• Gordon C. Stewart, Chaska, MN, July 23, 2017

 

 

 

Everything You Want

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Two poems by Pat Cegan on the theme of contentment greeted us this morning while enduring a third day of unexpected silence in response to a property offer on the wilderness cabin we want as our own.

Who cares about the property? We never have had it. If the “seller” sells it, we won’t really “own” it – no one really owns a thing! – and the better part of wisdom is being content with what we have.

Source of Inspiration

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What would you do
if you had the perfect body
unlimited money
a loving family
all your wishes come true?

Would you be happy, satisfied
never again feel that yearning
deep within? Would you be free
of fear and doubt?
Love unconditionally?

Would having everything you want
make you who you want to be?

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A Question of Life for Us

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“Our heart glows, and secret unrest gnaws at the root of our being. Dealing with the unconscious has become a question of life for us.” – Carl Jung

Ever wonder where you come from — why some things ring a bell, make the heart race, or bring you to a place of sadness you barely understand?

Things like the mill built over a stream or river where your mother took you as a little child to visit your great grandfather.

Andrews Casket Company mill in Woodstock, ME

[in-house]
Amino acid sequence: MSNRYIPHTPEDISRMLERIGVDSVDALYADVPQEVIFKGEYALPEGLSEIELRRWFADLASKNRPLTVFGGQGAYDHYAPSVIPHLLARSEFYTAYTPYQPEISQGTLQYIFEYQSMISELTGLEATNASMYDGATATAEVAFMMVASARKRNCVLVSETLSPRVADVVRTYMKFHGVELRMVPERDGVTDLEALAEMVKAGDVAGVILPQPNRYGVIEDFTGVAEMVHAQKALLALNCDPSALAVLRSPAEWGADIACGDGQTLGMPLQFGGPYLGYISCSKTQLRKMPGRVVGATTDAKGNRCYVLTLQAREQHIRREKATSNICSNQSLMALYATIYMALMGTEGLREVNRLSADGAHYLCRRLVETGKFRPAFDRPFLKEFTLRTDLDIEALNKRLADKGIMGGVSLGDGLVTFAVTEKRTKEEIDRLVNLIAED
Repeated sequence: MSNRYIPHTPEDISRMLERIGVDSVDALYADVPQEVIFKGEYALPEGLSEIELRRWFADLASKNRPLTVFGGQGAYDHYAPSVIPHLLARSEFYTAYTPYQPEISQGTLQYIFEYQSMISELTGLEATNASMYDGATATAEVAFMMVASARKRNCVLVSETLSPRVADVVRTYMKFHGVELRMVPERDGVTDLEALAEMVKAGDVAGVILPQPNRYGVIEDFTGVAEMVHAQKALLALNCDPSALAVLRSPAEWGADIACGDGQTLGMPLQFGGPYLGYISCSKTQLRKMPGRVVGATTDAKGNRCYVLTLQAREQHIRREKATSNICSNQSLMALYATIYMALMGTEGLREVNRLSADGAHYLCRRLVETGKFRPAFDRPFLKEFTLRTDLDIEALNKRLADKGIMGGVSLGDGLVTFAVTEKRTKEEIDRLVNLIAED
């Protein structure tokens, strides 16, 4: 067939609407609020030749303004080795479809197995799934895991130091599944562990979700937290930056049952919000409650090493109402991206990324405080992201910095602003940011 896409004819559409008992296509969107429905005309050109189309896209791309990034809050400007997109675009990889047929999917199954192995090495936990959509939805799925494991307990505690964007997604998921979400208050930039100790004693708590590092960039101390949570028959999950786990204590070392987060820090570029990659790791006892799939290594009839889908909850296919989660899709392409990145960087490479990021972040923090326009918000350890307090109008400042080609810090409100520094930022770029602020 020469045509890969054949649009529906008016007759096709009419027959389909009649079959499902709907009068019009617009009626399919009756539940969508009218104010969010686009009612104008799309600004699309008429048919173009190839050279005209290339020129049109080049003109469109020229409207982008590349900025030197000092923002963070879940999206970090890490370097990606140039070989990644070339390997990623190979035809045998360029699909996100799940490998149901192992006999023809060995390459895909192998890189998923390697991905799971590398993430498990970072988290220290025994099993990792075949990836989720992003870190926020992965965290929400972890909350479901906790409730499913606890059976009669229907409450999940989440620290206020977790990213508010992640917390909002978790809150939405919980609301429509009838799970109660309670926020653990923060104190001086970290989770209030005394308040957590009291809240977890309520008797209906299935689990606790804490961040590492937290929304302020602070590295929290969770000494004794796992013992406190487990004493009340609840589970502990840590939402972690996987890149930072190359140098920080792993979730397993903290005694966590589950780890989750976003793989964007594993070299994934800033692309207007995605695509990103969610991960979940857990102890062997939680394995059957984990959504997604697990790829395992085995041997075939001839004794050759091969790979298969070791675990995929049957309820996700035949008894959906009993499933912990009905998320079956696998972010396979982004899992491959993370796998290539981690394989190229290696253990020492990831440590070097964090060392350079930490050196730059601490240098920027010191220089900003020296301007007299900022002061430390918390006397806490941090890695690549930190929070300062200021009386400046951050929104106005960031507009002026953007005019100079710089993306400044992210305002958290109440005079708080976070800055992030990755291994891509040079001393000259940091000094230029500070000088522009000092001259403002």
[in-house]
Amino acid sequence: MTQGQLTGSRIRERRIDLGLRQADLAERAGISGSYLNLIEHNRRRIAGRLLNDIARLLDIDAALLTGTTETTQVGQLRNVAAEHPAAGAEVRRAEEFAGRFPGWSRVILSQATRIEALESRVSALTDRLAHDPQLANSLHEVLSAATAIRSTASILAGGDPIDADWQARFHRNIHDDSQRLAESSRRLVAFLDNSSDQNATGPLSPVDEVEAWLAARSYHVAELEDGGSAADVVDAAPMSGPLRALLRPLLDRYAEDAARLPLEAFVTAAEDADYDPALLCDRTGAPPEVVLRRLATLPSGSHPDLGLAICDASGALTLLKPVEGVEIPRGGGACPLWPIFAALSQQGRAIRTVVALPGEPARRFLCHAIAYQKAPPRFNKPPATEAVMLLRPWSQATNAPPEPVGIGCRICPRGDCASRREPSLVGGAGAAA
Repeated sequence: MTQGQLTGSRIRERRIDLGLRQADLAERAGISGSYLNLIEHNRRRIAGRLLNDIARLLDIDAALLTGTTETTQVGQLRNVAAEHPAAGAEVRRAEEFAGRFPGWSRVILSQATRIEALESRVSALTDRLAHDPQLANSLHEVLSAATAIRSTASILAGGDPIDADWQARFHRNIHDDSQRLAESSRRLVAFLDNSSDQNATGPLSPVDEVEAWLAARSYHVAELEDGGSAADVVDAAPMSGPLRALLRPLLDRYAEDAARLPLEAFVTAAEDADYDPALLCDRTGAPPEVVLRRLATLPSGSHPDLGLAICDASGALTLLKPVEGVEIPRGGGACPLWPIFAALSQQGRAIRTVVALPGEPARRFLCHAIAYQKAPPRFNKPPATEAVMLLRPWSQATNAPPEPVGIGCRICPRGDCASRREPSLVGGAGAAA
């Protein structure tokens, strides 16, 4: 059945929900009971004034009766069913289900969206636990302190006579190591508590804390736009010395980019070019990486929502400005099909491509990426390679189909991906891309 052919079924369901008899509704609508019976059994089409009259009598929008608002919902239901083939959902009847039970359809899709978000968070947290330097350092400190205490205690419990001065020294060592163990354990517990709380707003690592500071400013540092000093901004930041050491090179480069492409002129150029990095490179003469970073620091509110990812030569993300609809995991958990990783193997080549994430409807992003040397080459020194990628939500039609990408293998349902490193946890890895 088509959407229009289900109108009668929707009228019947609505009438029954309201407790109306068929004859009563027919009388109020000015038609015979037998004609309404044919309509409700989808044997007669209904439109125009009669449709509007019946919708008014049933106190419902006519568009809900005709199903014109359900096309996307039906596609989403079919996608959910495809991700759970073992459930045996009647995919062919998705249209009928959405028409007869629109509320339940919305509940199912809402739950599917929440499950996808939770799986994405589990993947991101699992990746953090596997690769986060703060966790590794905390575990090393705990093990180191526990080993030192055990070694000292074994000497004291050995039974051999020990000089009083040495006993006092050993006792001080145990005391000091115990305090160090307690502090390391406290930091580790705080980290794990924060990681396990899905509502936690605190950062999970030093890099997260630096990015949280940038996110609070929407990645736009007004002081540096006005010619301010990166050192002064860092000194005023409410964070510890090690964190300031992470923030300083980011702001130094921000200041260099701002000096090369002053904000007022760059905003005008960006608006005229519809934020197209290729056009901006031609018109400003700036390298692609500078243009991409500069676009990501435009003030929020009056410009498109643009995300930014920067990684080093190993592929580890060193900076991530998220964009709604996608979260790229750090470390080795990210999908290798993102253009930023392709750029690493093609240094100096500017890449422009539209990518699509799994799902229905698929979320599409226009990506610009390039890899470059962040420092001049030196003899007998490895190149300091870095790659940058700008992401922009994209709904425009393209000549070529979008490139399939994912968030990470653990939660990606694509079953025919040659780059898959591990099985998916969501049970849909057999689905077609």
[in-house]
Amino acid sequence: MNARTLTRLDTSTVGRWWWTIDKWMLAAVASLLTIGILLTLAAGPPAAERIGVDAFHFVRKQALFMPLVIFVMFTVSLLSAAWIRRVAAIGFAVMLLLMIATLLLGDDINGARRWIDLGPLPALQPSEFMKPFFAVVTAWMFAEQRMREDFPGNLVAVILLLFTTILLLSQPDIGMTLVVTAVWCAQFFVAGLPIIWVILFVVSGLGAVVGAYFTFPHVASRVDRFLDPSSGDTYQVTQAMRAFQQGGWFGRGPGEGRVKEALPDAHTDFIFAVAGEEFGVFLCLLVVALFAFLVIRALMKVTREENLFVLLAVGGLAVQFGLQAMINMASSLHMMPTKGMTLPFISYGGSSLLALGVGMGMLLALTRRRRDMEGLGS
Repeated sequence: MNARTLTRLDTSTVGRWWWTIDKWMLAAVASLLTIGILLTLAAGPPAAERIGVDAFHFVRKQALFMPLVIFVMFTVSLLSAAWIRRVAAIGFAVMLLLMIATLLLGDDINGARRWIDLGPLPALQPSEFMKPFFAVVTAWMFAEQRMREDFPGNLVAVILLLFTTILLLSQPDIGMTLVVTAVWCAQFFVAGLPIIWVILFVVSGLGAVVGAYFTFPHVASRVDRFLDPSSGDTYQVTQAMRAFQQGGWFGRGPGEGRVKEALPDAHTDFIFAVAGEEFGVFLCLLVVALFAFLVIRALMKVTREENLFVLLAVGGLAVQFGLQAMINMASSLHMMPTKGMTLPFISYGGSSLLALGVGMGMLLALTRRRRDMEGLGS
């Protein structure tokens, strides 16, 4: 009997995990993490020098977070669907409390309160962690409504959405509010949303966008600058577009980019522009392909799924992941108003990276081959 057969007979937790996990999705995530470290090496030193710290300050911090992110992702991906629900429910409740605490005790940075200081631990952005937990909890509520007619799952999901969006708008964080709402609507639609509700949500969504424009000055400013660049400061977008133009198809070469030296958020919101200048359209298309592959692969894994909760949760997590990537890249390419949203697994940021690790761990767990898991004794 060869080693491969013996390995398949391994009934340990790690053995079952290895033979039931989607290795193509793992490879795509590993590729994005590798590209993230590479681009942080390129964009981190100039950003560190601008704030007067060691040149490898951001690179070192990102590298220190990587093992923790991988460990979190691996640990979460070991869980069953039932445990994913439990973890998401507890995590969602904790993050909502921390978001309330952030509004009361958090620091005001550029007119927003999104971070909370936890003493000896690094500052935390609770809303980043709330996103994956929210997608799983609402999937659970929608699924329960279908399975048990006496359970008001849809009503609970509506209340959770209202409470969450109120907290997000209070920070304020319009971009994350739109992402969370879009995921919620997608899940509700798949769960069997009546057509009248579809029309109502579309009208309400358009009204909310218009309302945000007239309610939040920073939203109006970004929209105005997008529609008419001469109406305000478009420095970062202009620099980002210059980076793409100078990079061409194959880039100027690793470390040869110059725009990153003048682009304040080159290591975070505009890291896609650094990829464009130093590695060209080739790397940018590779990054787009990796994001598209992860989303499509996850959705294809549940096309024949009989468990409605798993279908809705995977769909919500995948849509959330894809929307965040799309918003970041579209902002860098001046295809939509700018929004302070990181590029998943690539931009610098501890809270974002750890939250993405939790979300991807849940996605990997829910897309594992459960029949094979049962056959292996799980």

Andrews Casket Company mill in Woodstock, Maine

Our lives are a matrix of billions of dots. For every dot of which we are conscious, there are millions and millennia of which we know little or nothing. Sometimes the dots connect in ways we could not expect. A line reaches across time to connect two dots, or three, or more, and what was unconscious blossoms into consciousness.

Or it might be a book that’s been sitting on your bookshelf for 20 years that leaps off the shelf for attention, like the one that did this morning in Chaska, Minnesota. The Book of Psalms in Metre and the Scottish Hymnal with Tunes belonging to “John Campbell, Blair Mill, 1880” had made its way across the Atlantic from Blair Mill, Scotland to the  antique book store in the U.S.A.

It could be that the book connects you to another mill, as it did this morning in a google search for John Campbell of Blair Mill:

blair-atholl-watermill

John Campbell (1844-1914) operated the Blair Atholl Mill. He also was the “presenter” (the song leader) of his local church in Blair Mill for 40 years.

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Blair Atholl Mill, Scotland

I remain a mystery to myself and always will. But some things stand out — photographs of old mills, in my case — that connect the dots of two sides of ancestral history, the Andrews and the Campbells.

A 19th book connects two mills in the dot matrix of a 21st century life, and blossoms into a greater consciousness. I remain a mystery to myself.

  • Gordon C. Stewart, Chaska, MN, July 22, 2017.

 

This Is Home!

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“An ancient gift to you this morning,” read the email from my friend Wayne with a link to Gaelic Psalm-singing.